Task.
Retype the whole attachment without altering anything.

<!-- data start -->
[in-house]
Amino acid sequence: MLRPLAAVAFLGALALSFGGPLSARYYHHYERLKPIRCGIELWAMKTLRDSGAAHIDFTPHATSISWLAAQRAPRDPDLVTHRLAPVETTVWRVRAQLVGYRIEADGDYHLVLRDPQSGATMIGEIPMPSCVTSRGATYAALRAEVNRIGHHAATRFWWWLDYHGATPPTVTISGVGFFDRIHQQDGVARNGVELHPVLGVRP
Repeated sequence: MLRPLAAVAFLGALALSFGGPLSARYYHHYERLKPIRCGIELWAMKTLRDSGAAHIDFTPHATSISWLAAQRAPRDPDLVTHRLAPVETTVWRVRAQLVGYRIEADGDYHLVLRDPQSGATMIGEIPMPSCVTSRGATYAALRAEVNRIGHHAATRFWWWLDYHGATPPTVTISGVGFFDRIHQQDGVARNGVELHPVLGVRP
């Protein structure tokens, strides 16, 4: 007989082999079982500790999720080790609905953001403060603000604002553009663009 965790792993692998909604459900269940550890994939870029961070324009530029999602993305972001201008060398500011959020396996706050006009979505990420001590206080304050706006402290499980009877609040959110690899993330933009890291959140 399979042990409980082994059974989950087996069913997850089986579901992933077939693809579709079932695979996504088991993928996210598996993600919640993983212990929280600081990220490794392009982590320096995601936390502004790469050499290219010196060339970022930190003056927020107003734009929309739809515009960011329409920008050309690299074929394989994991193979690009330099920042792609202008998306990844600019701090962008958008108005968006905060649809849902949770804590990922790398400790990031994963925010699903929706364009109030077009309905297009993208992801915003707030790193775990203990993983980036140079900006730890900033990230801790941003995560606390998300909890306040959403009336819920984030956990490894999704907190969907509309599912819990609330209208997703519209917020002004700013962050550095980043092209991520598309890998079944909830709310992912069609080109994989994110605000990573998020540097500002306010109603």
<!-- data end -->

[in-house]
Amino acid sequence: MLRPLAAVAFLGALALSFGGPLSARYYHHYERLKPIRCGIELWAMKTLRDSGAAHIDFTPHATSISWLAAQRAPRDPDLVTHRLAPVETTVWRVRAQLVGYRIEADGDYHLVLRDPQSGATMIGEIPMPSCVTSRGATYAALRAEVNRIGHHAATRFWWWLDYHGATPPTVTISGVGFFDRIHQQDGVARNGVELHPVLGVRP
Repeated sequence: MLRPLAAVAFLGALALSFGGPLSARYYHHYERLKPIRCGIELWAMKTLRDSGAAHIDFTPHATSISWLAAQRAPRDPDLVTHRLAPVETTVWRVRAQLVGYRIEADGDYHLVLRDPQSGATMIGEIPMPSCVTSRGATYAALRAEVNRIGHHAATRFWWWLDYHGATPPTVTISGVGFFDRIHQQDGVARNGVELHPVLGVRP
């Protein structure tokens, strides 16, 4: 007989082999079982500790999720080790609905953001403060603000604002553009663009 965790792993692998909604459900269940550890994939870029961070324009530029999602993305972001201008060398500011959020396996706050006009979505990420001590206080304050706006402290499980009877609040959110690899993330933009890291959140 399979042990409980082994059974989950087996069913997850089986579901992933077939693809579709079932695979996504088991993928996210598996993600919640993983212990929280600081990220490794392009982590320096995601936390502004790469050499290219010196060339970022930190003056927020107003734009929309739809515009960011329409920008050309690299074929394989994991193979690009330099920042792609202008998306990844600019701090962008958008108005968006905060649809849902949770804590990922790398400790990031994963925010699903929706364009109030077009309905297009993208992801915003707030790193775990203990993983980036140079900006730890900033990230801790941003995560606390998300909890306040959403009336819920984030956990490894999704907190969907509309599912819990609330209208997703519209917020002004700013962050550095980043092209991520598309890998079944909830709310992912069609080109994989994110605000990573998020540097500002306010109603």